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Progressive Rock CD Reviews


Silent Nation

Review by Gary Hill

I remember when Asia's first album was released thinking that it was an intriguing combination of sounds, still basically prog rock, but packaged in very accessible cuts that really rocked. After a while Asia seemed to lose their sense of direction, and I often lost interest. Well, this new release is the best disc from them in many years. It really calls to mind those old days of Asia's first couple albums. While this material is very catchy, it also has quite a bit of prog rock leanings. This disc is actually one of my favorites from this year, and I find myself listening to it over and over again. Usually when I spend the time critically listening track by track to a disc it's a while until I want to hear it again, but this one is definitely an exception to the rule. I can't seem to get tired of it. This lineup of Asia (Geoff Downes, John Payne, Chris Slade and Guthrie Govan) has created a very strong album, and I hope they tour so I can get a chance to experience some of this music live.

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Track by Track Review
What About Love?
A bass drop gives way to a cool and catchy melody line. This one feels a bit like a cross between Whitesnake and other 80's metal bands, but it's really a killer track. While one might think from the title that this cut is a typical love song, the love represented here is universal "The start of reason, Is the end of hate, Progressive healing, For the corporate, But I know what you know, So I won't let this go, What about love?, And the human race".
Long Way From Home
This is the first song on the album that feels like classic Asia. An extended song, this one has a lot of the Asia textures here, but it's only a hint of what is to come, as much of the later parts of the disc are even more in line with the classic sound of the band. This one includes some great instrumental work, and the overall tone is that of an arena rocker much like something from the first couple of Asia discs.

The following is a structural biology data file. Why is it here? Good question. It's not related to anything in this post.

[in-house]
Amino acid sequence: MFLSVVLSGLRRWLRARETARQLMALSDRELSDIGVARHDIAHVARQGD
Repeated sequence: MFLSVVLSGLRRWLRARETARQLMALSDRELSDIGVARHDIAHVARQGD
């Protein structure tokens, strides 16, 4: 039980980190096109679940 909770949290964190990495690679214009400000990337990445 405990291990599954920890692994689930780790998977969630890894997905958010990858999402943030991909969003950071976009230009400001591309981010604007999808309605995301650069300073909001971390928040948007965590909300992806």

The "midnight" in this song refers to the end of the Earth, rather than a time on the clock; and in the following lyrics the word "her" is used to represent the Earth. "This is progress, this is sin, Injecting poison in her skin, A hundred years can't wait, A hundred years can't wait another day, Midnight Draws ever near, Daylight, Is fading so fast, It's so close to midnight" The lyrics to this one, as with most of the album are quite powerful. The intro here feels very much like something the original lineup might have done. The verses feel closer to hair metal, though. The choruses and bridges, though, go a long way towards capturing that old school Asia sound, and after a mellower segment, they move the cut up into a full-on progressive rock jam. This section almost feels like Deep Purple's take on Yes and Emerson Lake and Palmer.
Blue Moon Monday